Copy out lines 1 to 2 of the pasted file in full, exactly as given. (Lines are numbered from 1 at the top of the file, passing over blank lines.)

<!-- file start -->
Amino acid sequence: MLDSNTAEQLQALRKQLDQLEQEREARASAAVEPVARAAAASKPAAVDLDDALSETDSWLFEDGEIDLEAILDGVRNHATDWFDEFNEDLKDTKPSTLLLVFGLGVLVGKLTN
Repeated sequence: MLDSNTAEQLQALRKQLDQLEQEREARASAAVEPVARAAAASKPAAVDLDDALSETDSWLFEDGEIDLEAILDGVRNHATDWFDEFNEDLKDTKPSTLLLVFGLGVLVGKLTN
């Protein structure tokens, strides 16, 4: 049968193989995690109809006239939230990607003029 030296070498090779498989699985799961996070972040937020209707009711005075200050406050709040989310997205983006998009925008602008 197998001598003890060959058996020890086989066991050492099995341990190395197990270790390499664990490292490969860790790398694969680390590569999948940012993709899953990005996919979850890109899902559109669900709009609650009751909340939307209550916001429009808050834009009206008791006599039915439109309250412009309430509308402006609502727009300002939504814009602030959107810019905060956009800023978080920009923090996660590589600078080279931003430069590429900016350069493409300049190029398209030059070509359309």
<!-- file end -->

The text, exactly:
Amino acid sequence: MLDSNTAEQLQALRKQLDQLEQEREARASAAVEPVARAAAASKPAAVDLDDALSETDSWLFEDGEIDLEAILDGVRNHATDWFDEFNEDLKDTKPSTLLLVFGLGVLVGKLTN
Repeated sequence: MLDSNTAEQLQALRKQLDQLEQEREARASAAVEPVARAAAASKPAAVDLDDALSETDSWLFEDGEIDLEAILDGVRNHATDWFDEFNEDLKDTKPSTLLLVFGLGVLVGKLTN